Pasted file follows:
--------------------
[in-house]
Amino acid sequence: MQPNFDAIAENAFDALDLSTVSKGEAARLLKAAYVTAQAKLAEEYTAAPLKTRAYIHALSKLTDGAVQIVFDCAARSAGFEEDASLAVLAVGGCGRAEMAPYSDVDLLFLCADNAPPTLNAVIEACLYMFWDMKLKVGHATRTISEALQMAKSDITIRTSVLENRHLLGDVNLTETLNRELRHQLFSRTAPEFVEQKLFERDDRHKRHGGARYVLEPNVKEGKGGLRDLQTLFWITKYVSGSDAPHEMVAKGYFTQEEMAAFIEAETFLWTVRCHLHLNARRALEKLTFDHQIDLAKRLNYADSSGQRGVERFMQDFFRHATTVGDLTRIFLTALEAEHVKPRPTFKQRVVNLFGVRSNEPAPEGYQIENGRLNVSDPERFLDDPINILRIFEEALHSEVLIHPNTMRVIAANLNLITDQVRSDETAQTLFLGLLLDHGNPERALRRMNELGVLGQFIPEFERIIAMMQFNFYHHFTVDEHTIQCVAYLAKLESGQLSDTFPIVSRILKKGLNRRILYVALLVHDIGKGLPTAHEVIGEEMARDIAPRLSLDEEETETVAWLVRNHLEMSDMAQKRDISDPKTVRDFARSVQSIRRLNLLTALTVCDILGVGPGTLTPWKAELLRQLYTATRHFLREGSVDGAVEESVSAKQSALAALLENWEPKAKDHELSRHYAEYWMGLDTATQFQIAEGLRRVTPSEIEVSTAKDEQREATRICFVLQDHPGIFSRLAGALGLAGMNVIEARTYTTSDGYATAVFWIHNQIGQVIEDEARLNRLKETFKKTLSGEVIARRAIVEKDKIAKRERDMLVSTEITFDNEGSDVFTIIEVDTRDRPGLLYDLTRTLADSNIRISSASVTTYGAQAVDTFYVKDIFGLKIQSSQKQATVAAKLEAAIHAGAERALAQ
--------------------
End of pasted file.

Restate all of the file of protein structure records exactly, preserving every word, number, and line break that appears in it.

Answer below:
[in-house]
Amino acid sequence: MQPNFDAIAENAFDALDLSTVSKGEAARLLKAAYVTAQAKLAEEYTAAPLKTRAYIHALSKLTDGAVQIVFDCAARSAGFEEDASLAVLAVGGCGRAEMAPYSDVDLLFLCADNAPPTLNAVIEACLYMFWDMKLKVGHATRTISEALQMAKSDITIRTSVLENRHLLGDVNLTETLNRELRHQLFSRTAPEFVEQKLFERDDRHKRHGGARYVLEPNVKEGKGGLRDLQTLFWITKYVSGSDAPHEMVAKGYFTQEEMAAFIEAETFLWTVRCHLHLNARRALEKLTFDHQIDLAKRLNYADSSGQRGVERFMQDFFRHATTVGDLTRIFLTALEAEHVKPRPTFKQRVVNLFGVRSNEPAPEGYQIENGRLNVSDPERFLDDPINILRIFEEALHSEVLIHPNTMRVIAANLNLITDQVRSDETAQTLFLGLLLDHGNPERALRRMNELGVLGQFIPEFERIIAMMQFNFYHHFTVDEHTIQCVAYLAKLESGQLSDTFPIVSRILKKGLNRRILYVALLVHDIGKGLPTAHEVIGEEMARDIAPRLSLDEEETETVAWLVRNHLEMSDMAQKRDISDPKTVRDFARSVQSIRRLNLLTALTVCDILGVGPGTLTPWKAELLRQLYTATRHFLREGSVDGAVEESVSAKQSALAALLENWEPKAKDHELSRHYAEYWMGLDTATQFQIAEGLRRVTPSEIEVSTAKDEQREATRICFVLQDHPGIFSRLAGALGLAGMNVIEARTYTTSDGYATAVFWIHNQIGQVIEDEARLNRLKETFKKTLSGEVIARRAIVEKDKIAKRERDMLVSTEITFDNEGSDVFTIIEVDTRDRPGLLYDLTRTLADSNIRISSASVTTYGAQAVDTFYVKDIFGLKIQSSQKQATVAAKLEAAIHAGAERALAQ